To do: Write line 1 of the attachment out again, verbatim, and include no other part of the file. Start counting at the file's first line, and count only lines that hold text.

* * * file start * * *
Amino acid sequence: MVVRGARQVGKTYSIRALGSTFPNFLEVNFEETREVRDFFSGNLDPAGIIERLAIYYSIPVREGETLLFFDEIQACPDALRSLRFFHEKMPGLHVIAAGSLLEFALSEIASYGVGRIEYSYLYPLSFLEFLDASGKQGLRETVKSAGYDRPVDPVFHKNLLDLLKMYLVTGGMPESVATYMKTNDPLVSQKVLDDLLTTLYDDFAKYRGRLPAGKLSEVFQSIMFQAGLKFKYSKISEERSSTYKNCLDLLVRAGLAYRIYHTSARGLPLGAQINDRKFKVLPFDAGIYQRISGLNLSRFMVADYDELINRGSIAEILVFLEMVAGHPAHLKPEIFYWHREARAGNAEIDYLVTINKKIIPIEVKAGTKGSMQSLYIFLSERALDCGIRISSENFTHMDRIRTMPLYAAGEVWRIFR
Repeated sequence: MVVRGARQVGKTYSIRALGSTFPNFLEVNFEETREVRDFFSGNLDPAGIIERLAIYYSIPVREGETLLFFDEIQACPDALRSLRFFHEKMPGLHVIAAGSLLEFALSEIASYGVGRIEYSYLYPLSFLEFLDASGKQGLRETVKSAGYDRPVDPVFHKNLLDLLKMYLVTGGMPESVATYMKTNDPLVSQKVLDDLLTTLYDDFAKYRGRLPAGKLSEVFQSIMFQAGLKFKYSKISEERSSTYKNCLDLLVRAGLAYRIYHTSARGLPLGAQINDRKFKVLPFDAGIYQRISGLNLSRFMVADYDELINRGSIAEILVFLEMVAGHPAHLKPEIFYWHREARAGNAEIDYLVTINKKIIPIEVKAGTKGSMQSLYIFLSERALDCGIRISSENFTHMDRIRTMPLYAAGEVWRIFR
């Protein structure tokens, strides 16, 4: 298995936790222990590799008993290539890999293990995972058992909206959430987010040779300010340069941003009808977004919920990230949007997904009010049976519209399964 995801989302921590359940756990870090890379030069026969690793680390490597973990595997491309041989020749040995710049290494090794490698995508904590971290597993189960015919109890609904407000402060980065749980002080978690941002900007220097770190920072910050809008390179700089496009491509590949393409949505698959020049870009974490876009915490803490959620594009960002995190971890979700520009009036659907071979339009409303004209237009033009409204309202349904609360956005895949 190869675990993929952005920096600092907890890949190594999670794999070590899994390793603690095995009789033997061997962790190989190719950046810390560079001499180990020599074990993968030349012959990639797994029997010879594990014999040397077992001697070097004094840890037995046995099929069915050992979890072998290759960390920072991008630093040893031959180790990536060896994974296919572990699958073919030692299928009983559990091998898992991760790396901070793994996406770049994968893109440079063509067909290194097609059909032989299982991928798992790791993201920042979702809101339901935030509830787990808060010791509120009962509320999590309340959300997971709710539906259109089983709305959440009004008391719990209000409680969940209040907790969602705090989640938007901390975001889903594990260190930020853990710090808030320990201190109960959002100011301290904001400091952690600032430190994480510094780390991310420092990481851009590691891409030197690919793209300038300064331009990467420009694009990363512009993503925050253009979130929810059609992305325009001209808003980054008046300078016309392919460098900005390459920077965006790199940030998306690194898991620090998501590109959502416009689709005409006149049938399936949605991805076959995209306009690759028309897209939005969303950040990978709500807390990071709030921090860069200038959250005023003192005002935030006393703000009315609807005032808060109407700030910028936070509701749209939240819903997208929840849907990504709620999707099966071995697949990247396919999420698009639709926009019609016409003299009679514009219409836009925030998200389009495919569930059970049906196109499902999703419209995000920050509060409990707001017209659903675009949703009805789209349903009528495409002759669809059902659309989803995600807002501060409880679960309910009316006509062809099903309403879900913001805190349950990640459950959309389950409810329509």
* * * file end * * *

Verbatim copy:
Amino acid sequence: MVVRGARQVGKTYSIRALGSTFPNFLEVNFEETREVRDFFSGNLDPAGIIERLAIYYSIPVREGETLLFFDEIQACPDALRSLRFFHEKMPGLHVIAAGSLLEFALSEIASYGVGRIEYSYLYPLSFLEFLDASGKQGLRETVKSAGYDRPVDPVFHKNLLDLLKMYLVTGGMPESVATYMKTNDPLVSQKVLDDLLTTLYDDFAKYRGRLPAGKLSEVFQSIMFQAGLKFKYSKISEERSSTYKNCLDLLVRAGLAYRIYHTSARGLPLGAQINDRKFKVLPFDAGIYQRISGLNLSRFMVADYDELINRGSIAEILVFLEMVAGHPAHLKPEIFYWHREARAGNAEIDYLVTINKKIIPIEVKAGTKGSMQSLYIFLSERALDCGIRISSENFTHMDRIRTMPLYAAGEVWRIFR